STRATFORD, Connecticut (CNN) -- When Cappie and Don Perras saw their stock market investments tank this year, they decided to tighten their belts. They drive fuel efficient cars around their Connecticut town and eat at cheaper restaurants if they eat out at all. To avoid impulse buying, they avoid the mall. And for now, at least, they've put away the credit cards.
Like many Americans, the Perrases rarely use their credit cards anymore.
This marks a big change from their old attitude.
"I felt secure with my credit cards like, 'Oh well, I always have my credit cards,' " says Cappie Perras, a special education teacher. "Now I feel like, it's almost like there's a big caution sign in front of the credit card, 'Do Not Use, Only In Case of Emergency,' " she adds.
The Perrases are examples of a trend building among middle-income and middle-aged consumers to cut back on credit card use, according to a new study by Javelin Strategy & Research, a financial research firm. Forty percent of consumers surveyed said they're pulling out their credit cards less than they were at the beginning of the year. Watch one family stop the credit cards »
Don Perras, a college professor approaching retirement age, says the family has stopped using cards, except for rare instances like booking hotel rooms on the road. Instead, the couple uses their debit cards.
The aim: to soon be free of credit card debt.
"It would be a top priority," Don Perras said.
But with the high cost of living, the Perrases are having trouble making a dent in their $8,000 credit card balance.
"I used to be able to maybe put $600 towards the debt. ... Now it's maybe if I'm lucky, $200," his wife says.
The Perras family has plenty of company. Americans carry approximately $961.8 billion in revolving debt, according to the Federal Reserve Board. Delinquency rates on credit cards are at the highest levels since the end of 2002.
Even as consumers cut back on using credit cards, they're finding it harder to pay down their balances, says Javelin President James Van Dyke.
"In some cases they're out of work or perhaps their wages have been cut back, or maybe they had a variable rate which they have to pay more for than ever before," Van Dyke said. When people use their credit cards less, "this changes what goes on in the industry because credit card companies typically make a lot of their money on the fees they charge merchants."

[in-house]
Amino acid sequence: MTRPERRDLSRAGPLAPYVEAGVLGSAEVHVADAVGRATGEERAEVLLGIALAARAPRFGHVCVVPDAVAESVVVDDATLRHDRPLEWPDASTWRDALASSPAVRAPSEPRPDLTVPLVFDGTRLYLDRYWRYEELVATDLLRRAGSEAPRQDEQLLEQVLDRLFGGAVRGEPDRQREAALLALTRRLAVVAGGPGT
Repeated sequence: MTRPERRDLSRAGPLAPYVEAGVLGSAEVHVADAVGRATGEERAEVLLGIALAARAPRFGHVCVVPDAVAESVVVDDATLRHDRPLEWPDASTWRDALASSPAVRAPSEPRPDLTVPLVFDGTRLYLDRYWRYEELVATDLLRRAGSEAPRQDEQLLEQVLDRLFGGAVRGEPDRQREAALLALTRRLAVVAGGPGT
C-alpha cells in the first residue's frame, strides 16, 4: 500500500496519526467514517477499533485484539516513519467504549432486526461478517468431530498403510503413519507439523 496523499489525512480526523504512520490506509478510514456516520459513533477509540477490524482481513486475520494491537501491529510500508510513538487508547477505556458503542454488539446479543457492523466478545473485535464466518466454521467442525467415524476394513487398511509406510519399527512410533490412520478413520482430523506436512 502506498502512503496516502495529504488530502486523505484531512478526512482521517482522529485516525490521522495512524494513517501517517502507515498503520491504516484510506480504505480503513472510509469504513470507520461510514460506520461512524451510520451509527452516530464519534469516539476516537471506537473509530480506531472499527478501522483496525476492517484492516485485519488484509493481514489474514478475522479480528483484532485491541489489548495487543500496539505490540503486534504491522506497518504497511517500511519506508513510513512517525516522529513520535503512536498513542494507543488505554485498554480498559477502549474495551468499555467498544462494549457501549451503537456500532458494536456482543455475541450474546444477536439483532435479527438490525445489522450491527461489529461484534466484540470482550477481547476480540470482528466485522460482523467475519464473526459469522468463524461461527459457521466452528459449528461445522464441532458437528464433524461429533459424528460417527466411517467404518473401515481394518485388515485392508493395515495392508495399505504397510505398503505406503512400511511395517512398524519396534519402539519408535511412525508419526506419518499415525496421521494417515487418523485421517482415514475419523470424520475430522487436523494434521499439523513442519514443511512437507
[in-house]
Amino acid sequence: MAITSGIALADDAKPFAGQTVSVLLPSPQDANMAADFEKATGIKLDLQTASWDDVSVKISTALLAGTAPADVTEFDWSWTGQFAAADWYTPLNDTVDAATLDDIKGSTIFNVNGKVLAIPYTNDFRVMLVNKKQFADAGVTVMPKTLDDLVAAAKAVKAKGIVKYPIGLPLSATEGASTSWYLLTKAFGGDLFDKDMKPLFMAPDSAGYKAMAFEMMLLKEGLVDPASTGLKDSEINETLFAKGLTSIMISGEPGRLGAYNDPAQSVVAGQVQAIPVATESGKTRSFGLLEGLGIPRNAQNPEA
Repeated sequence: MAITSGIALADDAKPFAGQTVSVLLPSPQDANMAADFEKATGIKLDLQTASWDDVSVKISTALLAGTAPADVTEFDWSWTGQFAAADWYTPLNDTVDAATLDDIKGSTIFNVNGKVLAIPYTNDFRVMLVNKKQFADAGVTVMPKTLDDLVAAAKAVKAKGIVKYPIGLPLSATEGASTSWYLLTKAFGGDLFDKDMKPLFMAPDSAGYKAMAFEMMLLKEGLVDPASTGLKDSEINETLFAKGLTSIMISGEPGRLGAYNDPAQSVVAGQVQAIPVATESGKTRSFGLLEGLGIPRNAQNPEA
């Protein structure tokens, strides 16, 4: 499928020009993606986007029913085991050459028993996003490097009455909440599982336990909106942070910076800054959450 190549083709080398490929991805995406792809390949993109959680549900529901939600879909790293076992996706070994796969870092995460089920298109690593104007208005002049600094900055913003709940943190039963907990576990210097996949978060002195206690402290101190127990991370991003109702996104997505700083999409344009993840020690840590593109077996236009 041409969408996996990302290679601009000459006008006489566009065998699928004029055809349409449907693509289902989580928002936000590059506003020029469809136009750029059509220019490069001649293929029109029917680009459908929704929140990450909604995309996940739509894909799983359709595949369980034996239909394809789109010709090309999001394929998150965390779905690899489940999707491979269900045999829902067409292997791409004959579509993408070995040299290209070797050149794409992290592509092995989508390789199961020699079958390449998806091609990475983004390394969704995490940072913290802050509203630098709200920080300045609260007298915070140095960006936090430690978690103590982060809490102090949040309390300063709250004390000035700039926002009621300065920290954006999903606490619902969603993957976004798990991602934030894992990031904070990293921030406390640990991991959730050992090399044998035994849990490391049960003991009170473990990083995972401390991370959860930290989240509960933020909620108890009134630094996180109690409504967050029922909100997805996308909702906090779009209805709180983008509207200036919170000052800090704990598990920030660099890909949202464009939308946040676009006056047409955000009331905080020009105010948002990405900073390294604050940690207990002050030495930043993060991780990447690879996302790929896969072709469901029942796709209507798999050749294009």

The reduction in revenue from new purchases, combined with concerns about new delinquencies, pose big worries for the credit card industry, Van Dyke says.
"Credit card companies are running a bit scared right now, and for good reason, because people are having a difficult time paying off their balances; and everyday consumers, they're cutting into their purchases right now -- both luxury goods and even the basic necessities," Van Dyke says.
According to the Javelin study, nearly 70 percent of financial institutions say they have cut back on credit card solicitations. Six of 10 say they are limiting the amount of credit offered to customers.
James Chessen, chief economist for the American Bankers Association, says the industry is well prepared for the economic downturn. "It's all a matter of managing that risk, because you know the volume will be off, you know the economy is riskier today than it was a year ago. So you naturally take that into account so you have the capacity to come out of this even stronger than you came into it," he added.
For Cappie Perras, being stronger means cutting back on plastic. "I don't feel good about the credit cards," she says. "I regret that we got into so much credit card debt."